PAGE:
The great Evel Kneivel would have turned 77 last weekend. One of America’s ultimate badasses, Knievel died in 2007 at the age of 69. The pioneering godfather of extreme sports like the X-games, Knievel was a wild man living on the constant edge of death, stapled and sewn and bolted together like Frankenstein flying through the air at seventy miles an hour. And there will probably never be another one like him.
During his fifteen years as professional daredevil, he kept America revited with death-defying feats of derring-do, jumping over cars and buses and shark tanks on his motorcycle (or Snake Canyon in his steam-powered rocket-cycle, or whatever the hell that thing was). He inspired a generation to go beyond the boundaries of what they thought possible. He was George Washington of the wipe-out. He was Picasso of the pile-up. He was the Caesar of the high-speed crash. And he was an asshole. A gloriously debauched, utterly selfish, alcoholic asshole.
Leigh Montville’s excellent 2011 biography, Evel, is absolutely hilarious because it destroys the myth of Knievel an American hero, while simultaneously elevating and further glorifying that very same myth.
He proceeded in everything he did without reservations without qualms or secondary thoughts. The mechanism for internal debate did not exist. He was a man without filters. The same permission, no, encouragement that allowed him to kick that fat bike into gear at the top of a ramp and shoot off into the unknown allowed him to have a daily breakfast of Wild Turkey Bourbon, make it a double, to lie, to cheat, to boast about his various sexual conquests after describing family life with his wife and kids, to gamble, to preen, to piss away ever last cent he ever earned on cars and boats and planes and sure, buy another round for the boys…and a little something for that woman at the end of the bar.
Perhaps you have to be an asshole is you’re going to change the game, because to change the game you’re going to have to play by your own rules. And you’re going to have to risk it all; and that is the one quality of Knievel’s that outweighs his numerous other flaws of character, the one quality that separates the greats ones from the rest of us just content to get by – he was all in, skin on the table, or more correctly, ripped across the black top. Every time was the last time, speeding towards death on a metal coffin with wheels.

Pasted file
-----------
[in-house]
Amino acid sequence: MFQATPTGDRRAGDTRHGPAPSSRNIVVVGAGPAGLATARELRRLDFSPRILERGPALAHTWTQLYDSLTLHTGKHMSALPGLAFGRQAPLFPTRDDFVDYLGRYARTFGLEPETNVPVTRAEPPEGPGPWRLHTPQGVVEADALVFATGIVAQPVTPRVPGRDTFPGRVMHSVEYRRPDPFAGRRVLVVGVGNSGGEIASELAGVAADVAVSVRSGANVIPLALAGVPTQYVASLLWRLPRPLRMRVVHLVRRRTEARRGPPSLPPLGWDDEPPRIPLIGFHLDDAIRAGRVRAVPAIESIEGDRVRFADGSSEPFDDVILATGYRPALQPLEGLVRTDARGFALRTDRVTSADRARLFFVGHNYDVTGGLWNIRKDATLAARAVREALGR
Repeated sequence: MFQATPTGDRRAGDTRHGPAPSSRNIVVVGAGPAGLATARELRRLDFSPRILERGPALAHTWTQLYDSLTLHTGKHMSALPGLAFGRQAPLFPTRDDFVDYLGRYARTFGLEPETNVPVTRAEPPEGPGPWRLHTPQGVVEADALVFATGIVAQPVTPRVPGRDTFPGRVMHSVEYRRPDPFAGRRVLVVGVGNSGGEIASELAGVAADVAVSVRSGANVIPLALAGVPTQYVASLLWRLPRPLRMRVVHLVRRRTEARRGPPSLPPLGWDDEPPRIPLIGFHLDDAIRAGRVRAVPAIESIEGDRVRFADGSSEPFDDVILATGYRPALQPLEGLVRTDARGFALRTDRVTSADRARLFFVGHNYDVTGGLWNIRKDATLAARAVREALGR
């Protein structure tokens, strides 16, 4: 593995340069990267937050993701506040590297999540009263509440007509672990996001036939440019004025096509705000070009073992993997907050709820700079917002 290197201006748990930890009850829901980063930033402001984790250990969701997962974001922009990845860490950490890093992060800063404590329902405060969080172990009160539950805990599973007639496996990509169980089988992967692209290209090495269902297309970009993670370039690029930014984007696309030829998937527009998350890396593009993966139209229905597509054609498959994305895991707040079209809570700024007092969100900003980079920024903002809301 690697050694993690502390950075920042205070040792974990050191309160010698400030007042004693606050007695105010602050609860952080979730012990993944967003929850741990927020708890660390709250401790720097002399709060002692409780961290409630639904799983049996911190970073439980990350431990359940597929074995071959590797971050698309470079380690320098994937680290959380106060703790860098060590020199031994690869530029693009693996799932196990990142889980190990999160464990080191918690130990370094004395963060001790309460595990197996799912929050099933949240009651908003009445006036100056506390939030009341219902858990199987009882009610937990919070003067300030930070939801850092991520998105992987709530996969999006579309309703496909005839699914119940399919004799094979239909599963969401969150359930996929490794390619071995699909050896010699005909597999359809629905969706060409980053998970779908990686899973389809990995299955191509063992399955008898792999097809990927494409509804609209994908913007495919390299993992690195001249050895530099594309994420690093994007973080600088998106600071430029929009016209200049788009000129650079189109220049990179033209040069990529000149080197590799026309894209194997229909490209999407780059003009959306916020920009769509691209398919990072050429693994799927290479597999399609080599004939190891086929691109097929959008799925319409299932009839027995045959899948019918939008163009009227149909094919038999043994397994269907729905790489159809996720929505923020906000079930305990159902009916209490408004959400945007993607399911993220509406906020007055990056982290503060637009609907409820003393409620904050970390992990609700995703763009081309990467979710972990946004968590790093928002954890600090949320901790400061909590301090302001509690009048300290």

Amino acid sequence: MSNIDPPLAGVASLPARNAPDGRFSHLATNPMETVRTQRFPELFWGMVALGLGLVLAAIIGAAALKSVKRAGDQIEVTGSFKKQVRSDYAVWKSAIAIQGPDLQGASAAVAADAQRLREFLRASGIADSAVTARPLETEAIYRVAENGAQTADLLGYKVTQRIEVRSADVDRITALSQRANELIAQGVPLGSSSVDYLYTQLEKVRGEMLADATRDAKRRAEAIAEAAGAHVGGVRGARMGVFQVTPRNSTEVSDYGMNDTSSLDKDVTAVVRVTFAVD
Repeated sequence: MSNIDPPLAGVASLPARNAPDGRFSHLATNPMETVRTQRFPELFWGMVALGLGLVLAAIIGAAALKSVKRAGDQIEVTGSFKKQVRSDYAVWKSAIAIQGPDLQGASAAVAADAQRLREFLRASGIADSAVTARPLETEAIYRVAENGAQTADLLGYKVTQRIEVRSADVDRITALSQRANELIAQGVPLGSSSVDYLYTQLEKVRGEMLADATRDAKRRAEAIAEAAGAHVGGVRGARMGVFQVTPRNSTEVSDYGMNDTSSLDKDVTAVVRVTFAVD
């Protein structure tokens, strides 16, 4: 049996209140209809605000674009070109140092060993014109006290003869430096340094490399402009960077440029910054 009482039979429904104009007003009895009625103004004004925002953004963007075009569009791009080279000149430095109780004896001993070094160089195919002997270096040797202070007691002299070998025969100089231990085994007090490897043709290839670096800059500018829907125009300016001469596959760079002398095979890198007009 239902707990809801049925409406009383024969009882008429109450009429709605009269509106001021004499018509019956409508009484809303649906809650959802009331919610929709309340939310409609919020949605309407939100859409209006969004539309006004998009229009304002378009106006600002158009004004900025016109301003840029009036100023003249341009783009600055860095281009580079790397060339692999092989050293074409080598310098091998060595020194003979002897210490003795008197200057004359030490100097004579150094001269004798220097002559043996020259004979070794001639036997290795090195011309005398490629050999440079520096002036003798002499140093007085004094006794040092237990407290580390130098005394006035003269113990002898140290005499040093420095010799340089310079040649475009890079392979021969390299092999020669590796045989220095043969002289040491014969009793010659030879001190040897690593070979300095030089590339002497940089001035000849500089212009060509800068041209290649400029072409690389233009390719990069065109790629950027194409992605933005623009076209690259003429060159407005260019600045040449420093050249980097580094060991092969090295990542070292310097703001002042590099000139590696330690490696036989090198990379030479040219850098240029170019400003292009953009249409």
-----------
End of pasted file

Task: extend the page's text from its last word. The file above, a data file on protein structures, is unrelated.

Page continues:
Kneviel broke bones about as often as you might eat a bag of potato chips, spending months in hospitals as he was repaired. He was the bionic-man, before the bionics. He was P.T Barnum on speed. He was tough as they come, and though he was a liar, he was more honest than just about any of the new heroes on the current scene.
Think about Lance Armstrong and Tiger Woods and their cringe-worthy, tear-filled tours of apology, as they struggled to maintain their corporate brands in the aftermath of scandal. And now think about Evel Knievel. If he had been Armstrong, he would have stood at the podium and said, “Goddamn right, I take performance enhancers, and get hot blood transfusions, and have a team of doctors working to get me at my chemically-jazzed best. I take everything I can get my hands on if I think it will get me up another one of those 80-mile climbs through the French Alps.” And if he was Tiger, he would have said, “Goddamn right I screwed all those waitresses from Bennigans, and TGI Fridays. What do you think I take a thousand practice swings a day for, if not for the girls? It’s golf for God’s sake. It’s the most boring game in the world, but I’m the best at it, and that’s all there is to it.”
Evel would have sold us on it. He would have owned it, because Evel didn’t apologize for what he was. He accepted himself in full, and if you had a problem with it, too bad. He was a character from another time, before hair dye, and avocado face peels, a kind of perpetual 50 year-old. When you look at a picture of him, you imagine that he smells like Old Spice and armpit sweat, cigar smoke and bourbon, leather and the musk of recent love-making. He was everything your mother ever warned you about, but he embodied everything you wanted to be (especially if you were a boy, and a child of the 70’s). He was strong, resilient, and unafraid. Knievel was the old Times Square. He was Captain America. He was Elvis on Wheels. His name was Gladiator.
Evel Knievel is dead.
Long live Evil Knievel.
Welmbly Stadium – 13 Buses
Snake River Canyon
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